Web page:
Patients are instructed to remove their clothes above their waist before the procedure. They are given a hospital gown or sheet to cover the unnecessarily exposed area. Patients' hair over the chest, legs, and arms should be removed and cleaned before the procedure, as it may alter the tracing results. During the test, patients are asked to lie flat on the procedure table, and a number of sensors called electrodes are stuck over the arms, legs, and chest. These electrodes are connected to the lead wires of an ECG machine. The electrodes should be placed close to the skin to detect the electrical signals of the heartbeat. The electrical signals recorded by the computer are displayed as waves on the paper or monitor. Patients should not move or talk during the procedure as it may alter the test result. Once the electrocardiogram is done, the technician will remove the electrodes placed over the skin.

What Are the Interpretations of Electrocardiograms?

  • The 12- lead ECG shows the heart rate, heart rhythm, PQRS-T morphology, and PQRS-T intervals and detects the presence of an ST segment.

  • When the heart rate is normal, the interval between two successive QRS complexes determines the heart rate. The heart rate is calculated on paper by dividing the boxes between two QRS complexes by 300. For abnormal heart rate, the average heart rate in beats per minute is determined by counting the number of QRS complexes and multiplying it by six.

  • P wave refers to atrial depolarization. The normal P wave is upright in leads l, ll, and aVF and is inverted in lead aVR. The P wave is usually biphasic and contains both positive and negative components. When the negative component of the P wave exceeds one small box (0.04 seconds), it is abnormal. The increased P wave duration is seen in left atrial enlargement. The P wave is taller than 2.5 mm (millimeter) in inferior (below) leads and taller than 1.5 mm in leads V1 and V2 are seen in right atrial enlargement.

  • The PR interval is measured from the P wave to the first part of the QRS complex. The average PR interval is between 0.12 to 0.20 seconds.

  • The QRS complex refers to ventricular depolarization. The average duration of a QRS complex is 0.06 to 0.10 seconds. Q wave is the first QRS vector directed away from a positive electrode. The first positive deflection refers to the R wave, and the negative deflection refers to the S wave.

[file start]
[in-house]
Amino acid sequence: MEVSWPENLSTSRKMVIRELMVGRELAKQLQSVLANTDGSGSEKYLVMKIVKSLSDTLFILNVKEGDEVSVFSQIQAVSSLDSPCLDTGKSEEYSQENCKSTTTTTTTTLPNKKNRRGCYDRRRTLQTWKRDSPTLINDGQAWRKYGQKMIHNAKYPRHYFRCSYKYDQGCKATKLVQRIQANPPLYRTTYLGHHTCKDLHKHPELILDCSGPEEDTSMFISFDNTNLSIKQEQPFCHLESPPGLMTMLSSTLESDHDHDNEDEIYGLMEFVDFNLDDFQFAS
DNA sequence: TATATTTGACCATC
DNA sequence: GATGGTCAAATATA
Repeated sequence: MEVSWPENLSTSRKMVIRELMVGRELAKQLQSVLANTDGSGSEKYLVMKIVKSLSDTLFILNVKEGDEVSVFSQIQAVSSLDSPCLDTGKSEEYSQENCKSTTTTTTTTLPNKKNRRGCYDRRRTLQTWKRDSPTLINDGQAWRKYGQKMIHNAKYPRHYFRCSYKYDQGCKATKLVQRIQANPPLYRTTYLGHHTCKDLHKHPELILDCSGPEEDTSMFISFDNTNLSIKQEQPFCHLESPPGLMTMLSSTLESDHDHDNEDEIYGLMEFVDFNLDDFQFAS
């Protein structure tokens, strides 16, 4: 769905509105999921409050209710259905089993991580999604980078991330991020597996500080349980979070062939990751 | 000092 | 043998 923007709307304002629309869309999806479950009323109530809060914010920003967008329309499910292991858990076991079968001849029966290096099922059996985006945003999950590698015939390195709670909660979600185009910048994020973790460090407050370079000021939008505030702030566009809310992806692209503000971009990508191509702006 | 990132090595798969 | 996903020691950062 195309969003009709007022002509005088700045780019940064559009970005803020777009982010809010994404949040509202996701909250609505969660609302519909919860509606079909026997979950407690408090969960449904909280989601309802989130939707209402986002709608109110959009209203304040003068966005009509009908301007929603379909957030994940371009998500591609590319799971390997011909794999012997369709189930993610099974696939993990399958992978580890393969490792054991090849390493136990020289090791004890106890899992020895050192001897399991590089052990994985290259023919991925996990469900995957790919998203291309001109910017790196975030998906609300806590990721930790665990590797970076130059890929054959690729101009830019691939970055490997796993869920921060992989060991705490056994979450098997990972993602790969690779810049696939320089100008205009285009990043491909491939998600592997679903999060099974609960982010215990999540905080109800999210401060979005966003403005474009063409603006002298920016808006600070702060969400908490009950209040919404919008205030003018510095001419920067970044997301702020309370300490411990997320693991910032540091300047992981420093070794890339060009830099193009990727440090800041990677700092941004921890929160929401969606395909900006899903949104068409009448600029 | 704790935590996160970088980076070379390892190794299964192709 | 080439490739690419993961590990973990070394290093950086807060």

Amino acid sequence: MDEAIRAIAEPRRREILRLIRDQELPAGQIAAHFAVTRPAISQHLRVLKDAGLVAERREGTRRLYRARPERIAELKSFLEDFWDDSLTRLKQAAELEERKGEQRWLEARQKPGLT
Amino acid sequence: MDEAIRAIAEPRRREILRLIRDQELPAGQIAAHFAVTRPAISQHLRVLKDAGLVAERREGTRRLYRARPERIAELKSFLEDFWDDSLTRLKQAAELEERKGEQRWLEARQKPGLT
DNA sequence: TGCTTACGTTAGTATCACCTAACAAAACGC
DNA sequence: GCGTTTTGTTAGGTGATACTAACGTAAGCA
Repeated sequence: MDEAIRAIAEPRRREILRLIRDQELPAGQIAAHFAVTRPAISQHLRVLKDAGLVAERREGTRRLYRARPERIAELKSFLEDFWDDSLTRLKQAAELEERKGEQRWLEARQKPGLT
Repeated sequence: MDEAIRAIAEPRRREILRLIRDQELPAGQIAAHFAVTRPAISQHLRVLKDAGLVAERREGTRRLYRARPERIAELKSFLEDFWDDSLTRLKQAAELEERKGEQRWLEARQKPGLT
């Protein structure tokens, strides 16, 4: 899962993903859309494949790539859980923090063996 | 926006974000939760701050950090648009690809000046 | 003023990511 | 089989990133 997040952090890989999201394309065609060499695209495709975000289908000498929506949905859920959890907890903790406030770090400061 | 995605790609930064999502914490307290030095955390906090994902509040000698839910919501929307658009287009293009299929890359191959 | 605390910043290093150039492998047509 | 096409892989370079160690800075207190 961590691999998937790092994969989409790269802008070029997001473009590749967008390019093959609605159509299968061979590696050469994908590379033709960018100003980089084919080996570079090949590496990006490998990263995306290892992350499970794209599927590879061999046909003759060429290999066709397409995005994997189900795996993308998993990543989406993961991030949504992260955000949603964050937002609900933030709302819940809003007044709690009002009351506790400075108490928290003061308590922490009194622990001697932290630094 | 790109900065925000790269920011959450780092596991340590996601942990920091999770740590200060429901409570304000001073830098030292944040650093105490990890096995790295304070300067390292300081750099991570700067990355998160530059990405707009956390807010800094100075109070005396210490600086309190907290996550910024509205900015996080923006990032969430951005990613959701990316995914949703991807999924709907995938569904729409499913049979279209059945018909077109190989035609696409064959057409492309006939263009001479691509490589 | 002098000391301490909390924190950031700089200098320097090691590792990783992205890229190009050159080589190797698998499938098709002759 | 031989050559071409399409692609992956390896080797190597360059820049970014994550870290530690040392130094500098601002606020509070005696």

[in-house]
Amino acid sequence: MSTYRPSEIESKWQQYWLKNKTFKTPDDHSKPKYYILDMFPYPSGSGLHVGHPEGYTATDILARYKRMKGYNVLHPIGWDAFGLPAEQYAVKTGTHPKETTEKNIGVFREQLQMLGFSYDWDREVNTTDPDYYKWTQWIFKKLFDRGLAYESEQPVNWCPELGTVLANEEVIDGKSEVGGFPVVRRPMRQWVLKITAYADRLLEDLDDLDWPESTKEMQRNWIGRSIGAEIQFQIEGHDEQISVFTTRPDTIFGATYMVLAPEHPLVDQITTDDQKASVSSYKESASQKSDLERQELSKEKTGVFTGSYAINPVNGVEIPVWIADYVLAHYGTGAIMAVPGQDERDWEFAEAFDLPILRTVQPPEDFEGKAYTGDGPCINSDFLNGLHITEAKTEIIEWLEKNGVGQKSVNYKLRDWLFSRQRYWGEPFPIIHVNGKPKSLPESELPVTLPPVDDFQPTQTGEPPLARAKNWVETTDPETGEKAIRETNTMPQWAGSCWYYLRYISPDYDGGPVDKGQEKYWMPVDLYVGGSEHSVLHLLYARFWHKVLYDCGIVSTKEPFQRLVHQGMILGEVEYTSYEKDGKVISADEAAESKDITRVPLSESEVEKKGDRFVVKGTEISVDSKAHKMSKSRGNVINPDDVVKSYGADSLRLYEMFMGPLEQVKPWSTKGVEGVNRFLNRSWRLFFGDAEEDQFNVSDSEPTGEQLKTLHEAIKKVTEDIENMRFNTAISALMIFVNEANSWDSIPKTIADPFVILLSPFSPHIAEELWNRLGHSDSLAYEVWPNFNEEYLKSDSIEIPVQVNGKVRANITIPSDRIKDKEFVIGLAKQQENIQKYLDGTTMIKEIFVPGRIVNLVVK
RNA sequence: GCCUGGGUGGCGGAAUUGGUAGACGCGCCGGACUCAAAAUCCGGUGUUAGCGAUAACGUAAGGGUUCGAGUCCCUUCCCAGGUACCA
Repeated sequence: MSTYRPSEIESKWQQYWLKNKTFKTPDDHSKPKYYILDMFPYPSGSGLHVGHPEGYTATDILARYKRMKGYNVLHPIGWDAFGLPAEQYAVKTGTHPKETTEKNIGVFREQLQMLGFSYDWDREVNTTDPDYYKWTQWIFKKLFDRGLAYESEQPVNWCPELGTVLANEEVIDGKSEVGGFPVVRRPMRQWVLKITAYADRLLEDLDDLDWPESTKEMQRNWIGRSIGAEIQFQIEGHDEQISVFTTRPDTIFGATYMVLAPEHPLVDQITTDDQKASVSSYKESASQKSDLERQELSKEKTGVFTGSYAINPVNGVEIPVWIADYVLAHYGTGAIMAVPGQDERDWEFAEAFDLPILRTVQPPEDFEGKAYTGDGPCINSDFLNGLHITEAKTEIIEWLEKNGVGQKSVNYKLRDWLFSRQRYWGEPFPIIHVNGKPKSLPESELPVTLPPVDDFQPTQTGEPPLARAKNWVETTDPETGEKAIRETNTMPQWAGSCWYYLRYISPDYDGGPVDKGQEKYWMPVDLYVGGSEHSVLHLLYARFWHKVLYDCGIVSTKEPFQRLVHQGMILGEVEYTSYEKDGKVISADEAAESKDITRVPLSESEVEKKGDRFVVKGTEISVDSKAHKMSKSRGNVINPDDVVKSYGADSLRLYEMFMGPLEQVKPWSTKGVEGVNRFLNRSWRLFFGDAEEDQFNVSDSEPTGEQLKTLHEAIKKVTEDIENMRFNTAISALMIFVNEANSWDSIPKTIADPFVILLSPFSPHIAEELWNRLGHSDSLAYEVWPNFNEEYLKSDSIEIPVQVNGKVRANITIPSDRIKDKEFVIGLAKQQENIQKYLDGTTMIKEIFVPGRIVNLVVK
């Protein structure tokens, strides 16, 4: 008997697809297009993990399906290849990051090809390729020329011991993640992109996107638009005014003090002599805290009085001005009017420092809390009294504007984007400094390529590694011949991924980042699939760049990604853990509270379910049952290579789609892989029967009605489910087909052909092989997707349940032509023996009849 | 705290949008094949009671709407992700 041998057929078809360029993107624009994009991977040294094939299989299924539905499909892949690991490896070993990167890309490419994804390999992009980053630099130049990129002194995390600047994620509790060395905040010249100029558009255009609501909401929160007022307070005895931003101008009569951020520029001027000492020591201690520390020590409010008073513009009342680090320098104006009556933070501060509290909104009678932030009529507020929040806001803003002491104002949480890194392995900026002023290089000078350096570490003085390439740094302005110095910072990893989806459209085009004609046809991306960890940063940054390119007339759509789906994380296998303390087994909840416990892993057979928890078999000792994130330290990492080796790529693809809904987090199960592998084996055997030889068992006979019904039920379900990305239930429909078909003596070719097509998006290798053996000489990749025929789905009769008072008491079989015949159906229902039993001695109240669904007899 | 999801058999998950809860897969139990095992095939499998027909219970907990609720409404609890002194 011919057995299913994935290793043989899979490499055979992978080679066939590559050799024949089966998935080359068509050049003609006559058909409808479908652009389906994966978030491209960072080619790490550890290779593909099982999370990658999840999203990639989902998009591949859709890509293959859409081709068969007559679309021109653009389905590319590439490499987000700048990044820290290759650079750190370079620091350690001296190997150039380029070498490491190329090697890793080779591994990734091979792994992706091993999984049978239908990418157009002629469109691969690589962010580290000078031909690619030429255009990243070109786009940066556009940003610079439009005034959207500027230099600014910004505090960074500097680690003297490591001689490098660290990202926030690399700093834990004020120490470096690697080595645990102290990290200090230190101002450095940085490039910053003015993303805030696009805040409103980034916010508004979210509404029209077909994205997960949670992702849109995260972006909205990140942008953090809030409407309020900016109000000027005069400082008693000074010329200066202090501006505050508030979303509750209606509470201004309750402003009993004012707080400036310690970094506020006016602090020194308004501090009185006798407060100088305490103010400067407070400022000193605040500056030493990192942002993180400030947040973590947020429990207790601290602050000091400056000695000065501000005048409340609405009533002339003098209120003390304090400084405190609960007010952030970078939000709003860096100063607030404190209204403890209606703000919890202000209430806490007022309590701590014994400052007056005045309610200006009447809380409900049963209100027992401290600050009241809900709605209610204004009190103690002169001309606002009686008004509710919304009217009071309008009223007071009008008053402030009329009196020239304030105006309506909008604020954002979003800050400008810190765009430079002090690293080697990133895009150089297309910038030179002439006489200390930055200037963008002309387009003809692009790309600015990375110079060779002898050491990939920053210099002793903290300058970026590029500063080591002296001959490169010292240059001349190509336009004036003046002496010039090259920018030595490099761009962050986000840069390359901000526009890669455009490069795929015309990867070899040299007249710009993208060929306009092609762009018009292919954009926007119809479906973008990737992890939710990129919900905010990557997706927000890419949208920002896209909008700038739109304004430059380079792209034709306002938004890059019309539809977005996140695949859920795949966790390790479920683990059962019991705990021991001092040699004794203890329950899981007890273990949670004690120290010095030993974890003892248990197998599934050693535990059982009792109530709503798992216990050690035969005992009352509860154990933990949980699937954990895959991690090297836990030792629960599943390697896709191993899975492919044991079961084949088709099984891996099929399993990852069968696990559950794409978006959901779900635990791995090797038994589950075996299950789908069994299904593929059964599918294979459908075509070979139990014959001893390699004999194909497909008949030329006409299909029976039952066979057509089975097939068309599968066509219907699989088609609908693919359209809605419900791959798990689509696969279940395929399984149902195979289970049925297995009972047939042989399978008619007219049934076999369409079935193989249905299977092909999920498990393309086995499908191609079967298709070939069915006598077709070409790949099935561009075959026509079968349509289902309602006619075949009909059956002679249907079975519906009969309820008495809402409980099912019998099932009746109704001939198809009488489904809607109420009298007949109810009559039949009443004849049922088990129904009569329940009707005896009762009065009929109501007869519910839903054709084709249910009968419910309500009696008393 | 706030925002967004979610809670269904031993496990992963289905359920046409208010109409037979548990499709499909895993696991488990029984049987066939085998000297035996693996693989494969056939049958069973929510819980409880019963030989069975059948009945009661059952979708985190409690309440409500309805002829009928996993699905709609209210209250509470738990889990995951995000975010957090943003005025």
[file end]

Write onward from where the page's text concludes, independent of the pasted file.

• QT interval is used to measure the depolarization and repolarization of the ventricles. Prolonged QT interval refers to ventricular arrhythmia and causes sudden death. QT interval depends on the heart rate. Shorter QT interval results from an increased heart rate, and longer QT interval results from a slower heart rate.

What Are the Possible Interfering Factors in Electrocardiogram Procedure?

  • Obesity.

  • Pregnancy.

  • Ascites (collection of fluid inside the abdominal cavity).

  • Movement during the procedure.

  • Exercise before the test.

  • Smoking.

  • Electrolyte imbalance.

  • Certain medications, such as beta-blockers and antidepressants.

  • Size of the chest and location of heart inside the chest.


An electrocardiogram is a noninvasive diagnostic tool used to determine the severity of heart diseases. The electrocardiogram is a simple and easy procedure and does not require hospitalization. For women with large breasts, the electrodes are placed beneath the breast and not over the breast. ECG and EKG both refer to the same procedure, electrocardiogram. The abbreviation EKG comes from the German spelling of electrocardiogram (elektrokardiogramm). Health professionals commonly prefer the term EKG to avoid confusion between ECG and EEG (electroencephalogram).

Last reviewed at:
11 May 2023  -  4 min read